Marc Aronson: Point one, for native English speakers: Gene Yang’s Reading Without Walls initiative challenges us to read books about characters, and in formats, that are new to us. Translated books are a perfect example of that kind of self-stretching opportunity. The very difference in point of view, perspective, tone, voice, perhaps (if the translator has retained this) syntax can open our minds to new possibilities. The other day I was guest teaching a 9th grade class in a bilingual school for recent immigrants from China. They were starting a research project and I was there to launch them into their work. I asked them, “what is a beautiful sentence in Chinese?” My point was that as they write in English, they are not just limited students struggling with a difficult language, they bring a whole different sound system, a whole different sense of how words fit together, to English — which can lead to new innovations in English. Every book first written in another language bends English, and every story, or nonfiction text, has the capacity to show us other ways of thinking, living, imagining, investigating, reporting. On a recent trip to Paris I noticed how many people from the African diaspora (Francophone Africa, the Caribbean, France itself) were there. I thought, African-American young people need to know how much Paris is theirs — to have a sense of belonging and entitlement to the entire world. A book “for” an American reader need not be about America, it can/should be an entry to the entire world. I think we overdo books as mirrors and under-emphasize books as windows. A translated book is precisely a window into another way of thinking and seeing.
When my now teenage son was in fourth grade I read Ella Young’s The Tangle-coated Horse (a very early Newbery honor book) to him. The Gaelic-inflected language was a revelation to him — he heard English as never before, which opened his eyes to the possibilities of language. That is what a translated book can do — open your eyes and ears.
Point two, for immigrants and their families: books whose art styles and voice reflect a country of origin for an immigrant family can be a comfort and transition as they make their way here. As our current government seeks to build walls and enforce boundaries we can use books to do the opposite — create links and connections, make books be a welcoming mat for those adjusting to new languages, cultures, landscapes. So much of all of children’s and Young Adult literature is about transition — giving a reader both a place to land, and a way forward. Books in translation can be yet another form of transition for a grandmother, a parent, a child arriving from another land.
We have to remember that the audience for books comes in many flavors, and so the “uses” of translated books depends on which audience we have in mind.
V. Geetha: Perhaps I should start by clarifying how we at Tara Books understand translation. Some of the titles we bring to the US have appeared originally in English, but the visual context, references and images are of course ‘Indian’ or ‘South Asian’. In such cases, we are translating a culture’s visual representations for another audience – by making these images available to them, in ways that communicate their significance. Visuals of course don’t need translating, but when they are placed in context, in a story, or a historical account, they speak to the reader in ways that call attention both to the universal language of the visual as well as the specific cultural language in which the visual expresses itself.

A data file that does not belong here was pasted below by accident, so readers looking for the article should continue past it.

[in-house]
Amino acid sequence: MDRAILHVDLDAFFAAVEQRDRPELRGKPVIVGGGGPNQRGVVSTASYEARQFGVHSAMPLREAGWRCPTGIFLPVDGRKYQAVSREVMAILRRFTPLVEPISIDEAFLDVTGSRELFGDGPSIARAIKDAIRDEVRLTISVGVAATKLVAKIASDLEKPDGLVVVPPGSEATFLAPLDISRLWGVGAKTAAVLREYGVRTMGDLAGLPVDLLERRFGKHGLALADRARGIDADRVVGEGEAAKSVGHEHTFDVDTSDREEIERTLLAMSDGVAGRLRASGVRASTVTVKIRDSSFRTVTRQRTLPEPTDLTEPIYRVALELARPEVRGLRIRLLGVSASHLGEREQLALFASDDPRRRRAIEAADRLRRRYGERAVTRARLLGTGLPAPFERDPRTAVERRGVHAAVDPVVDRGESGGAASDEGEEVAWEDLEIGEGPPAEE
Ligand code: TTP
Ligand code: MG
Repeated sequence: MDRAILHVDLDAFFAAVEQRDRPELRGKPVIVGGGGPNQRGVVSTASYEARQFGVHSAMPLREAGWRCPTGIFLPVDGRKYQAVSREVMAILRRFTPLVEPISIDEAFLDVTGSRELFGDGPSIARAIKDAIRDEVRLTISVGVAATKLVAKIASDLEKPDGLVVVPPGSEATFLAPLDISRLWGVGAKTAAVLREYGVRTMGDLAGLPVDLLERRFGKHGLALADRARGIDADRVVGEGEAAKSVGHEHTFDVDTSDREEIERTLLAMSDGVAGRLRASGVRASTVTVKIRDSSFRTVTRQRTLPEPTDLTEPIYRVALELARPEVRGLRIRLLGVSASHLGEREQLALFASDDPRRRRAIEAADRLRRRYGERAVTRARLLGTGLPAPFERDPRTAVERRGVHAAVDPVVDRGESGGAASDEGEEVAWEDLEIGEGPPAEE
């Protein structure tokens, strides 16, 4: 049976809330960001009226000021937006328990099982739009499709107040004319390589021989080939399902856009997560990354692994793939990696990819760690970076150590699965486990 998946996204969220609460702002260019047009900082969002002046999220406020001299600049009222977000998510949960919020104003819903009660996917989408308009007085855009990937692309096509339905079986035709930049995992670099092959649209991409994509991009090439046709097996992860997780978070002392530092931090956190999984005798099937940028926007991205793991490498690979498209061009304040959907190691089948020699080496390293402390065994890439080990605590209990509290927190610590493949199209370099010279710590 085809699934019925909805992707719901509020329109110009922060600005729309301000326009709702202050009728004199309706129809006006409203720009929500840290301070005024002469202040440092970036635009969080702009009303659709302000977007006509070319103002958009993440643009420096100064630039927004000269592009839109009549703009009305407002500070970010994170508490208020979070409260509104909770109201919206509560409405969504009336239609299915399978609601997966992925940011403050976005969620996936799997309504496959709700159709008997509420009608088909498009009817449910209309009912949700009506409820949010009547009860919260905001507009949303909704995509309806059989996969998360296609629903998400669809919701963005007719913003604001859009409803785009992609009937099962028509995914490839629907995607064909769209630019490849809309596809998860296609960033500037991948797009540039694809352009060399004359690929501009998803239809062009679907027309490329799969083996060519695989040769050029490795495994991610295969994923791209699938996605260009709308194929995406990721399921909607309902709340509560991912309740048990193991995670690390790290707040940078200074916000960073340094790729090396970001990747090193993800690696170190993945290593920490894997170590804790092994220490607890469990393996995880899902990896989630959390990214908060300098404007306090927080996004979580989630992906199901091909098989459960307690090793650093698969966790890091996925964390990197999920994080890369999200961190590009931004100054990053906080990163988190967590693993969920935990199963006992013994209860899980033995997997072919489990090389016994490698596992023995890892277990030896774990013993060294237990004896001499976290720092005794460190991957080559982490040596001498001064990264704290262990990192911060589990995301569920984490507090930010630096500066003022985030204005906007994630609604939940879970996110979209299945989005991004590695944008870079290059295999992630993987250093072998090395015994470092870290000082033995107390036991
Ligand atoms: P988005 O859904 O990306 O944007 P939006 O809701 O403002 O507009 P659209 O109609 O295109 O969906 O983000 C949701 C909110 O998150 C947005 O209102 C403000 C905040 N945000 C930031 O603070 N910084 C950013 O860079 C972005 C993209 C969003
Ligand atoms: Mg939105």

In some cases, our books feature text that has been adapted from an oral rendition, in one or the other of the Indian languages, and in this case, we have adapted and translated textual content for readers that won’t have an opportunity to access these very diverse cultural worlds.
As for bringing them to the US and why that’s important: while the US is constitutively multicultural and multilingual, over generations, migrants ‘adapt’ to an ‘American’ way of being, which includes learning English and so on. Yet, Americans also refer to themselves as Irish-American or Arab-American etc. Our books bring in a range of cultural experiences, which address this hyphenated identity but they also urge readers to think of cultures differently – not merely connected to the USA, but existing as integral entities in their own right. This is important in a context where multiculturalism has meant retaining a sense of where one has come from, by way of rituals but basically ‘becoming’ American.
Also, with some of out titles, such as I See the Promised Land: A Life of Martin Luther King Jr., and the forthcoming Brer Rabbit Retold, both by African-American writer Arthur Flowers, we have brought an Indian visual perspective to American heroes and folk characters. This is another kind of ‘translation’, if one understands the term in its most expansive sense. We hope to do more in this direction.
In a more specific sense, translations bring alive the idioms and phrases of another culture and readers are thus brought into a culture that is not theirs, and learn to understand that the world is various in a very fundamental sense.
Thanks and thanks again to everyone who helped me with this piece. Be sure to read it online here if you missed it the first time around.
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About Betsy Bird
Betsy Bird is currently the Collection Development Manager of the Evanston Public Library system and a former Materials Specialist for New York Public Library. She has served on Newbery, written for Horn Book, and has done other lovely little things that she'd love to tell you about but that she's sure you'd find more interesting to hear of in person. Her opinions are her own and do not reflect those of EPL, SLJ, or any of the other acronyms you might be able to name. Follow her on Twitter: @fuseeight.